A case of capecitabine-induced dermatomyositis
Dermatomyositis (DM) is an idiopathic, inflammatory connective tissue disorder characterized by symmetrical proximal myopathy and characteristic skin involvement.

The pathogenesis of DM is widely debated; however, it is postulated to be an end result of immune-mediated cascade, triggered by multiple environmental factors in a genetically predisposed individual. In addition to underlying malignancies, many drugs have been reported to be associated with DM.

Published in the Indian Journal of Pharmacology, the authors describe a patient of metastatic carcinoma breast, who developed DM after capecitabine intake. The patient had accidental re-challenge with capecitabine resulting in the reappearance of the cutaneous and musculoskeletal system, thereby confirming the diagnosis of drug-induced DM in the setting of underlying malignancy.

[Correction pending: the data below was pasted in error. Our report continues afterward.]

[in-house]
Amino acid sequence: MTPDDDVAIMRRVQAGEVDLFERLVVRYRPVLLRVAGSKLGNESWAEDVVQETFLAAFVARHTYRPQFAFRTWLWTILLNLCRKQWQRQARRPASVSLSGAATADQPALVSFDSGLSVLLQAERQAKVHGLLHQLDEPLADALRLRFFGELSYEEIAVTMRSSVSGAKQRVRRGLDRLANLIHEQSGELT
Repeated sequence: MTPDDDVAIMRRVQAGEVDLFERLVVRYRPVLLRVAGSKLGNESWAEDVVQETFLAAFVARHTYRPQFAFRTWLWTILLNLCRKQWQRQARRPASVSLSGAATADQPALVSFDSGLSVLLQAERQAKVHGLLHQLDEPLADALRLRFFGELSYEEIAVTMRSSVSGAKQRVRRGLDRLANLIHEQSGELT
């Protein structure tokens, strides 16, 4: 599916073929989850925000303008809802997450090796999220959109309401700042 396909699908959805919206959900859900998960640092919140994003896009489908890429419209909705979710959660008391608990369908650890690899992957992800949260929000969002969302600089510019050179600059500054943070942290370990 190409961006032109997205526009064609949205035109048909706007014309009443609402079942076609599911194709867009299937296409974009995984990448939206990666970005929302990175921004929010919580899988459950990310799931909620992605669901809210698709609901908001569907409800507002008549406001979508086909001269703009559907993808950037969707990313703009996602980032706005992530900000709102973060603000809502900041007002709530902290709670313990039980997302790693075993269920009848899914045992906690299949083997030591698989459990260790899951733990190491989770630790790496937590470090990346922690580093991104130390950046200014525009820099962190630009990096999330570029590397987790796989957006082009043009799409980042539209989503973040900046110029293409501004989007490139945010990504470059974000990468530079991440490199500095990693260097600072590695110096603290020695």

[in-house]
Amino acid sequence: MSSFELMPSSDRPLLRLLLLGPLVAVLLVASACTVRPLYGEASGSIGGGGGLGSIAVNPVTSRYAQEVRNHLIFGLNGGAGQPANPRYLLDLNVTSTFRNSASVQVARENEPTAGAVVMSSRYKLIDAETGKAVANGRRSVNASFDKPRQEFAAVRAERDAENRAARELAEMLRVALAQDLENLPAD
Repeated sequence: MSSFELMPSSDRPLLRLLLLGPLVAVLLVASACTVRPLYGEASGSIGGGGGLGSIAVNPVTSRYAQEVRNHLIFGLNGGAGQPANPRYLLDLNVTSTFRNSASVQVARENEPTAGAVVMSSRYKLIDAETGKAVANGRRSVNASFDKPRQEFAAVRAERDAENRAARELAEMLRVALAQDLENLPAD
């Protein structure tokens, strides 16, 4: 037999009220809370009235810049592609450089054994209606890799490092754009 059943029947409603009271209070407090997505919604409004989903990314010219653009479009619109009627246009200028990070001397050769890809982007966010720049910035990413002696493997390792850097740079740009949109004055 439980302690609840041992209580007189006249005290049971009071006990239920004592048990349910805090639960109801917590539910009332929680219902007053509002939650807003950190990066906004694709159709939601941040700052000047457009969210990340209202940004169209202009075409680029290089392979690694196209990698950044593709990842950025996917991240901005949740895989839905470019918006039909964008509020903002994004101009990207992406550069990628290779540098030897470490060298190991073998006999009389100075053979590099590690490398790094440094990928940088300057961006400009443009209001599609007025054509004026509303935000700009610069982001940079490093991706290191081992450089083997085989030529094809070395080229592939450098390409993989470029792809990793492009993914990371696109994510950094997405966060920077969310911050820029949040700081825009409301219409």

Capecitabine is a chemotherapeutic agent, approved by the USFDA for the management of colonic, metastatic colonic, and metastatic breast carcinoma. It is converted into 5-fluorouracil after oral intake.

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